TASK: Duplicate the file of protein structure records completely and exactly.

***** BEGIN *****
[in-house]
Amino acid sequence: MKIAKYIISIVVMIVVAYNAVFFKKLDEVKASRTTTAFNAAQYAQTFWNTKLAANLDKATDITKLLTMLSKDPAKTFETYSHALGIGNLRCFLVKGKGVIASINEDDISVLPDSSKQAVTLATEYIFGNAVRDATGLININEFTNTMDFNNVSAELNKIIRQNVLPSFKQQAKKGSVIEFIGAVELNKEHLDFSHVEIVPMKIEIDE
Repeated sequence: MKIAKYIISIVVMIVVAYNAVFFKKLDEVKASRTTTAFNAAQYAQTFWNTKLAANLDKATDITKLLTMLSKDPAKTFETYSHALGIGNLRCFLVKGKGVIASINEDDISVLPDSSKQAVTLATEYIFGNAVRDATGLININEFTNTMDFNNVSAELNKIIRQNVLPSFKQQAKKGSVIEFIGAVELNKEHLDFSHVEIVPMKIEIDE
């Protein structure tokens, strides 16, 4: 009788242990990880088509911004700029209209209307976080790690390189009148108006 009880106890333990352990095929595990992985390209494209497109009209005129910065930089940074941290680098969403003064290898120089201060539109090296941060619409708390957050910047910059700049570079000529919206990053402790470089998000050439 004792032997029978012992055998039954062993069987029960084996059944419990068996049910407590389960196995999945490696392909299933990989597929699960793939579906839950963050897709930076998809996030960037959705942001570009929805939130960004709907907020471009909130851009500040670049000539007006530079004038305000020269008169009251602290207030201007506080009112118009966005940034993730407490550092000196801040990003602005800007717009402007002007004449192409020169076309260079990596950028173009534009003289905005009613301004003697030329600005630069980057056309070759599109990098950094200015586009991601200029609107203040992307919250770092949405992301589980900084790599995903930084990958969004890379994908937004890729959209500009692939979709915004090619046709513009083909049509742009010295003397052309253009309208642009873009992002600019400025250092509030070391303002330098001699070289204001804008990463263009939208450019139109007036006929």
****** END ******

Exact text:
[in-house]
Amino acid sequence: MKIAKYIISIVVMIVVAYNAVFFKKLDEVKASRTTTAFNAAQYAQTFWNTKLAANLDKATDITKLLTMLSKDPAKTFETYSHALGIGNLRCFLVKGKGVIASINEDDISVLPDSSKQAVTLATEYIFGNAVRDATGLININEFTNTMDFNNVSAELNKIIRQNVLPSFKQQAKKGSVIEFIGAVELNKEHLDFSHVEIVPMKIEIDE
Repeated sequence: MKIAKYIISIVVMIVVAYNAVFFKKLDEVKASRTTTAFNAAQYAQTFWNTKLAANLDKATDITKLLTMLSKDPAKTFETYSHALGIGNLRCFLVKGKGVIASINEDDISVLPDSSKQAVTLATEYIFGNAVRDATGLININEFTNTMDFNNVSAELNKIIRQNVLPSFKQQAKKGSVIEFIGAVELNKEHLDFSHVEIVPMKIEIDE
């Protein structure tokens, strides 16, 4: 009788242990990880088509911004700029209209209307976080790690390189009148108006 009880106890333990352990095929595990992985390209494209497109009209005129910065930089940074941290680098969403003064290898120089201060539109090296941060619409708390957050910047910059700049570079000529919206990053402790470089998000050439 004792032997029978012992055998039954062993069987029960084996059944419990068996049910407590389960196995999945490696392909299933990989597929699960793939579906839950963050897709930076998809996030960037959705942001570009929805939130960004709907907020471009909130851009500040670049000539007006530079004038305000020269008169009251602290207030201007506080009112118009966005940034993730407490550092000196801040990003602005800007717009402007002007004449192409020169076309260079990596950028173009534009003289905005009613301004003697030329600005630069980057056309070759599109990098950094200015586009991601200029609107203040992307919250770092949405992301589980900084790599995903930084990958969004890379994908937004890729959209500009692939979709915004090619046709513009083909049509742009010295003397052309253009309208642009873009992002600019400025250092509030070391303002330098001699070289204001804008990463263009939208450019139109007036006929």